DATA(go_parallel) = NEW lcl_parallel( p_num_processes = 3  ).
  go_parallel->run( EXPORTING p_in_tab  = VALUE #( ( ) ( ) ( ) ( ) ( ) ( ) )
                    IMPORTING p_out_tab = DATA(gt_out) ).

  LOOP AT gt_out ASSIGNING FIELD-SYMBOL(<gs_out>).
    WRITE: / |{ <gs_out>-index } { <gs_out>-message } { <gs_out>-time }|.
    IMPORT result = gt_result FROM DATA BUFFER <gs_out>-result.
    LOOP AT gt_result ASSIGNING FIELD-SYMBOL(<gv_line>).
      WRITE: / <gv_line>.
    ENDLOOP.
    CLEAR gt_result.
  ENDLOOP.
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Mike Pokraka Aug 06, 2017 at 11:19 AM
1

Interesting question. To my understanding it works as Fabian described, but it wouldn't need a smart compiler to handle this.

In fact, I had a lengthy dive in to the behaviour of static subclasses which supports the dumb compiler theory, static methods really behave more like 'named bits of code'. See Determine class name used for calling a static method, example at Oct 24. To recap the relevant bit:

class lcl_super definition. 
    class-methods foo returning value(result) type i. 
endclass.

class lcl_sub definition inheriting from lcl_super.
  class-methods class_constructor.
endclass. 

...
data(r1) = lcl_sub=>foo( ).    " <<<< lcl_sub class constructor will NOT be executed.

Because statics are not inherited in ABAP, the compiler ignores the subclass completely in this case.

From this I would infer that the compiler's logic is something like:

some code calls static method foo_static in class cl_bar.
if class_is_not_loaded( cl_bar ). 
  load cl_bar.
  execute cl_bar=>class_constructor.
endif.
execute method foo_static.

So once the class constructor starts executing it is treated as an already loaded class requiring no further class constructors. But it is only once the class-constructor is finished that the class-external calls get executed.

But that's just my deductions, I may be wrong.

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Thanks Mike. Nice information I wasn't aware of. After thinking, it seems logic that only the needed class constructor is called (and I understand why you mentioned that point in the context of the mentioned thread).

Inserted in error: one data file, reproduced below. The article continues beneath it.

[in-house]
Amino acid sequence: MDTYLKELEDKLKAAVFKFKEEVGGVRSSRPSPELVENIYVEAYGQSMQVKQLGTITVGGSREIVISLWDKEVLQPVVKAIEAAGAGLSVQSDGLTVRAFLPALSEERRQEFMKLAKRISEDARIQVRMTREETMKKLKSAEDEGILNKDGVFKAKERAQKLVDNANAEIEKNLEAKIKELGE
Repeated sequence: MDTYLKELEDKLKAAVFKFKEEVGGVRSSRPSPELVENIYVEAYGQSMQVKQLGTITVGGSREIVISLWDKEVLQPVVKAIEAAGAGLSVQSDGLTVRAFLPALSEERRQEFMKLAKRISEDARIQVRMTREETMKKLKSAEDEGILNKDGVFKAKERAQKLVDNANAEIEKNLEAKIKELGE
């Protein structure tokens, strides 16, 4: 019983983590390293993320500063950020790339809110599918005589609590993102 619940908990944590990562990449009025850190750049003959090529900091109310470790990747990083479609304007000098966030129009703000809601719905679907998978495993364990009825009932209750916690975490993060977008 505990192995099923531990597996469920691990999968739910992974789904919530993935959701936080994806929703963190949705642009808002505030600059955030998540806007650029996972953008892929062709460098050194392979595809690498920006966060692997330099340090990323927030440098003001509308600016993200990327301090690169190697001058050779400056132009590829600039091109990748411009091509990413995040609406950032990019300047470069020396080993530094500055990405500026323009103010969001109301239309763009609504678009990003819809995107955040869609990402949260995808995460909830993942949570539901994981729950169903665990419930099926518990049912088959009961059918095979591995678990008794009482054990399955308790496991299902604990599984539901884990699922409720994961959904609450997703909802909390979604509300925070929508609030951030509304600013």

Maybe the current sentence "For this reason, static methods may be executed before the static constructor was ended." just means "Class methods may be called from within the class constructor", and the current sentence just tries to explain why it's technically possible, and I just worried too much about the words used.

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"After thinking, it seems logic that only the needed class constructor is called"

I would still call this an ABAP peculiarity. Java and other languages do inheritance of static components. So you can redefine a static method in a subclass, which makes a call to the subclass is executed in the context of the subclass. In ABAP the compiler just hardcode-translates the subclass call to the class which defined the method.

The fact that static is fixed and not inherited or redefinable was just a decision the ABAP designers made, or something similar was the explanation Horst gave at some point (I think). Personally I find the Java-like behaviour more intuitive.

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At least in Java you cannot override static methods afaik. You can overshadow them by defining a static method with the same signature as the one in the base class but I would call that rather hacky and not a feature of the language (i. e. @Override doesn't work, refactoring tools won't find it etc.).

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Uff, google seems to throw up plenty of flame wars on exactly those terms :-)

The consensus seems to be Java does redefinition.

If we really think about it, inheritance poses little difference to what you just described. REDEFINITION in ABAP also means a "method with the same signature as the one in the base class", because it's a new code base with access to the same stuff that a completely new method would have. The only additional feature is to be able to call 'super'.

At some level it becomes a matter of semantics, and the basis for some fun discussions.

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Like this one :P

I just think there are other languages that support it in a native way by design and in Java it's more or a less there by accident and not to be actually used (because there is no compile time safety). When I last researched the topic I came to the conclusion to rather use an annotation based approach for my problem instead of using shadowing because that seemed more maintainable and readable to me. Also defining static methods in interfaces works quite well too in some cases.

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...then again the ABAP-specific recommendation is to use instance methods unless otherwise required.

https://help.sap.com/http.svc/rc/abapdocu_751_index_htm/7.51/en-US/index.htm?file=abenstatic_class_singleton_guidl.htm